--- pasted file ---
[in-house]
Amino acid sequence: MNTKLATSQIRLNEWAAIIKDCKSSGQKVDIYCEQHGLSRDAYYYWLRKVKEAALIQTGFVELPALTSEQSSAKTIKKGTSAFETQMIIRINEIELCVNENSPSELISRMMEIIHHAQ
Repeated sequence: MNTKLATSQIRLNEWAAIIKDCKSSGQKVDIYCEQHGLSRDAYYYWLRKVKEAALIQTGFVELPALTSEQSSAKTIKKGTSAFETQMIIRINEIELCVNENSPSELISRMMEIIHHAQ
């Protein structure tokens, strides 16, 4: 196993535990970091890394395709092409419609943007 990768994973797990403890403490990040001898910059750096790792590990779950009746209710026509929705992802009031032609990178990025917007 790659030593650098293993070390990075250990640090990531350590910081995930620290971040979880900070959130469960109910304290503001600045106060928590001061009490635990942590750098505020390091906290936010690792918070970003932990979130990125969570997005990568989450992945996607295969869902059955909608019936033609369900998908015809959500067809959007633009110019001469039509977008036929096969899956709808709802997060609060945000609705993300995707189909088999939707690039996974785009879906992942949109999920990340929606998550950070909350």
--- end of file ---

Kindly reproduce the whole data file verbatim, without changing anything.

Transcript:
[in-house]
Amino acid sequence: MNTKLATSQIRLNEWAAIIKDCKSSGQKVDIYCEQHGLSRDAYYYWLRKVKEAALIQTGFVELPALTSEQSSAKTIKKGTSAFETQMIIRINEIELCVNENSPSELISRMMEIIHHAQ
Repeated sequence: MNTKLATSQIRLNEWAAIIKDCKSSGQKVDIYCEQHGLSRDAYYYWLRKVKEAALIQTGFVELPALTSEQSSAKTIKKGTSAFETQMIIRINEIELCVNENSPSELISRMMEIIHHAQ
């Protein structure tokens, strides 16, 4: 196993535990970091890394395709092409419609943007 990768994973797990403890403490990040001898910059750096790792590990779950009746209710026509929705992802009031032609990178990025917007 790659030593650098293993070390990075250990640090990531350590910081995930620290971040979880900070959130469960109910304290503001600045106060928590001061009490635990942590750098505020390091906290936010690792918070970003932990979130990125969570997005990568989450992945996607295969869902059955909608019936033609369900998908015809959500067809959007633009110019001469039509977008036929096969899956709808709802997060609060945000609705993300995707189909088999939707690039996974785009879906992942949109999920990340929606998550950070909350």